In Justin Trudeau’s Canada, if I mention the Islamist ties of Akbardzhon Dzhalilov, the 22-year-old suspected of carrying out the subway bombing that killed 14 in St. Petersburg, Russia on Monday, am I guilty of Islamophobia?
What if I also mention that Khalid Masood, the man who mowed down scores of pedestrians, killing three, and stabbed a police officer to death outside the British Parliament last week, was a convert to Islam? Am I guilty of a crime against Canada’s new politically correct speech codes?
I admit, what constitutes a Muslim terror attack is not always black-and-white. Was London’s Masood driven by Islamist fervor or by his long, troubled criminal past? Or maybe a bit of both?
And what about Soleiman Hajj Soleiman, the Syrian refugee arrested at West Edmonton Mall in February after he allegedly groped six underage girls in the mammoth mall’s waterpark? There are lots of non-Muslim creeps in the world not motivated by their faiths who molest children. Soleiman’s immigration status and faith may well have nothing to do with his alleged crime.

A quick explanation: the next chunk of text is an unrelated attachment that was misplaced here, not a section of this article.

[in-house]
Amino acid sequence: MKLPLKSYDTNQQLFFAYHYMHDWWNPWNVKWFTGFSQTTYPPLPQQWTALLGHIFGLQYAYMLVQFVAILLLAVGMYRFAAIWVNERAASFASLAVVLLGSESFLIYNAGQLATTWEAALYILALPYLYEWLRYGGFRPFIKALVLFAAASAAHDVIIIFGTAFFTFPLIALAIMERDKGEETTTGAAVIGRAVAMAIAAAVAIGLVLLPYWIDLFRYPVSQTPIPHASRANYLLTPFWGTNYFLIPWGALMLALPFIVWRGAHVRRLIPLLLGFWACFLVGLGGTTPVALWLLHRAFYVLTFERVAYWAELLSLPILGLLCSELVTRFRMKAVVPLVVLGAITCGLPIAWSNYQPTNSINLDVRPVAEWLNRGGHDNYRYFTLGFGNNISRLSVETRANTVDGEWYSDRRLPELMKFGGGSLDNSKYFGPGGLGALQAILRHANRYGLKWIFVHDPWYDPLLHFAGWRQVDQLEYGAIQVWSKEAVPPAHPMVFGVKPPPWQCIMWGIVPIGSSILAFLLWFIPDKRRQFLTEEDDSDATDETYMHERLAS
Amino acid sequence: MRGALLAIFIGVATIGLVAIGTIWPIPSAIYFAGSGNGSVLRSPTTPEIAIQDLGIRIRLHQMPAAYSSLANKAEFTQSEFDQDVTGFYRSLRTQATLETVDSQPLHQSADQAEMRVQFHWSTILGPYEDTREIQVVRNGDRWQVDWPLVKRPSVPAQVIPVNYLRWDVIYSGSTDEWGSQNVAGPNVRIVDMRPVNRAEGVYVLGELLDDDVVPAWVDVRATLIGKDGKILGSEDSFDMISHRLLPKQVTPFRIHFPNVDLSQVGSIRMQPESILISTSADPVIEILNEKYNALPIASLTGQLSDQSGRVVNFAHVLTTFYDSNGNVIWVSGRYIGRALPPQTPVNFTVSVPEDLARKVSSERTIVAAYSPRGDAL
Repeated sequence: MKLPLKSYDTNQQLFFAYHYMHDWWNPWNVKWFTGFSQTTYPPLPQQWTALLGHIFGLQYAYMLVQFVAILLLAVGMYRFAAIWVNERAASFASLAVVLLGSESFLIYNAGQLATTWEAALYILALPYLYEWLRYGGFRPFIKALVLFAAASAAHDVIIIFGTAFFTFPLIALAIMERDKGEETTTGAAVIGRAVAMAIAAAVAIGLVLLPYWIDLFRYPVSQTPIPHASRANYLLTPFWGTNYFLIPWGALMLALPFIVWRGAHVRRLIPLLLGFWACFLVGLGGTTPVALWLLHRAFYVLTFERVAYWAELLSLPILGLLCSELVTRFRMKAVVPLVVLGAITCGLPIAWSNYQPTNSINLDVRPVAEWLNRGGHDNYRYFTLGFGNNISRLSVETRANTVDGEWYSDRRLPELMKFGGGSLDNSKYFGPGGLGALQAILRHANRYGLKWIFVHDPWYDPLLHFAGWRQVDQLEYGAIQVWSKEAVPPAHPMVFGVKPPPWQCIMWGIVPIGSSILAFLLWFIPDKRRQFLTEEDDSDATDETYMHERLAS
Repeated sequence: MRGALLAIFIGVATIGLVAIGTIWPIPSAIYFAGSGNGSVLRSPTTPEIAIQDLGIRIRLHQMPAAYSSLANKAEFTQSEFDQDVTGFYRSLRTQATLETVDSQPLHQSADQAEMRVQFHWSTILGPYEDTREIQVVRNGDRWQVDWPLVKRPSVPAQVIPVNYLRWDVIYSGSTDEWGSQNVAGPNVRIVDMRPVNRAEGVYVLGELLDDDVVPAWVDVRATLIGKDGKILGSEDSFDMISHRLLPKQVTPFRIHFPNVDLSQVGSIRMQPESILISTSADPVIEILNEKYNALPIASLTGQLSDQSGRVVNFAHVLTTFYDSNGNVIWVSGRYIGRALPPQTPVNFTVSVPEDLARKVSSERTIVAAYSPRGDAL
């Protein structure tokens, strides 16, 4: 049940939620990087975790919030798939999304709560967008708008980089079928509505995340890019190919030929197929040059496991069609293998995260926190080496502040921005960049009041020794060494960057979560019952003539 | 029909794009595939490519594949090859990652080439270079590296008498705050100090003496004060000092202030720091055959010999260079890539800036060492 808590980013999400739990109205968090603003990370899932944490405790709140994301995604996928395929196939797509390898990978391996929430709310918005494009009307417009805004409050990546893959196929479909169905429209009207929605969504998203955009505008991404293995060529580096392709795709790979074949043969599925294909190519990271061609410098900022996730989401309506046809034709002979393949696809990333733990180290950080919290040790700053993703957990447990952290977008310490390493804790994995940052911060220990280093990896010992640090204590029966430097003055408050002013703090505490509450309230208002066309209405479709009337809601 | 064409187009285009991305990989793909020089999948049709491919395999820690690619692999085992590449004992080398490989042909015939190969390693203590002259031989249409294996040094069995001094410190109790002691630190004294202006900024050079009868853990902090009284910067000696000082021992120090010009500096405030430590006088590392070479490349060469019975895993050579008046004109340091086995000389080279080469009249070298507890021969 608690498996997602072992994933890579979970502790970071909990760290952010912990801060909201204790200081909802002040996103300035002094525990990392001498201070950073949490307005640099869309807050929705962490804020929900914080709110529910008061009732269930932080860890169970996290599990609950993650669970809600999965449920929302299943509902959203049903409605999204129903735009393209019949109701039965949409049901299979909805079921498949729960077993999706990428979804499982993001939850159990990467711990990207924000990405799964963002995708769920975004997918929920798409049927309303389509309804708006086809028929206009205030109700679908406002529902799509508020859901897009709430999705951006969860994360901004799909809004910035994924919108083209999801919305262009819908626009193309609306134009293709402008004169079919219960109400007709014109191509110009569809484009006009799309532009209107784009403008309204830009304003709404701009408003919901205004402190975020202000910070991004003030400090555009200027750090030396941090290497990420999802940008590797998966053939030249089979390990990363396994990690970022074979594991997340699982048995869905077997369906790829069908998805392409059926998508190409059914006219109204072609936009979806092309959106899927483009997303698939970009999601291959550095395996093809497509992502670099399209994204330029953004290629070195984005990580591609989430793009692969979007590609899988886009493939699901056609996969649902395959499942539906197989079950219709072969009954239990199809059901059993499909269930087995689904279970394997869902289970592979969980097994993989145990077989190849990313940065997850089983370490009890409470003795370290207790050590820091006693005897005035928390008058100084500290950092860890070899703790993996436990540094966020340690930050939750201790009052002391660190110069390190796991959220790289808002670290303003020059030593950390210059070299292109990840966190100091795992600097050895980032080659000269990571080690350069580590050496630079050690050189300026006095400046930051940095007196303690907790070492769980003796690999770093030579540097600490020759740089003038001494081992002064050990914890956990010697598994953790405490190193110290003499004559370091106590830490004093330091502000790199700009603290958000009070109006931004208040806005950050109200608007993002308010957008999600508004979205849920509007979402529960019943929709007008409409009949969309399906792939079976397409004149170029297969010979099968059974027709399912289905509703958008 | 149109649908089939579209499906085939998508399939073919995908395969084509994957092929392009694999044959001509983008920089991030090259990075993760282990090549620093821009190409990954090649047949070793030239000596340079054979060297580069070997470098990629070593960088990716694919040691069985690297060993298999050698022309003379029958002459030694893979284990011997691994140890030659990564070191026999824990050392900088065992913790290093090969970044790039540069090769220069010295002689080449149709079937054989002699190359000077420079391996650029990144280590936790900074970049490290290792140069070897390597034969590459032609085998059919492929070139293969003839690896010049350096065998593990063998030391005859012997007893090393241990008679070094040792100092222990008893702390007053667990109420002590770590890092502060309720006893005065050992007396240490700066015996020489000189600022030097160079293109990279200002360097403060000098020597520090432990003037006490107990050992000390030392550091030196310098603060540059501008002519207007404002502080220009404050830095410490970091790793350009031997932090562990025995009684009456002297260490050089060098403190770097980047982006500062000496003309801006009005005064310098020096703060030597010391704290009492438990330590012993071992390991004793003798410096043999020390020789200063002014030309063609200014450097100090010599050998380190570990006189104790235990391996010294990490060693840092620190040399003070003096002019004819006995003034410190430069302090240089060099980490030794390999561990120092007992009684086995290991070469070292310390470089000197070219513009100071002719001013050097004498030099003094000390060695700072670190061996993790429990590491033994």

Consider, too, the fact that the U.S. National Counterterrorism Center says while the religion of terror victims is known in only about half of attacks, where it is known, the victims are other Muslims about 90 per cent of the time.
Of the five countries where Muslims commit terror attacks the most, four are Muslim-majority countries – Iraq, Afghanistan, Pakistan and Nigeria.
However, the case against radical Islam is straightforward enough to say this very un-Trudeau thing: Islam has a problem.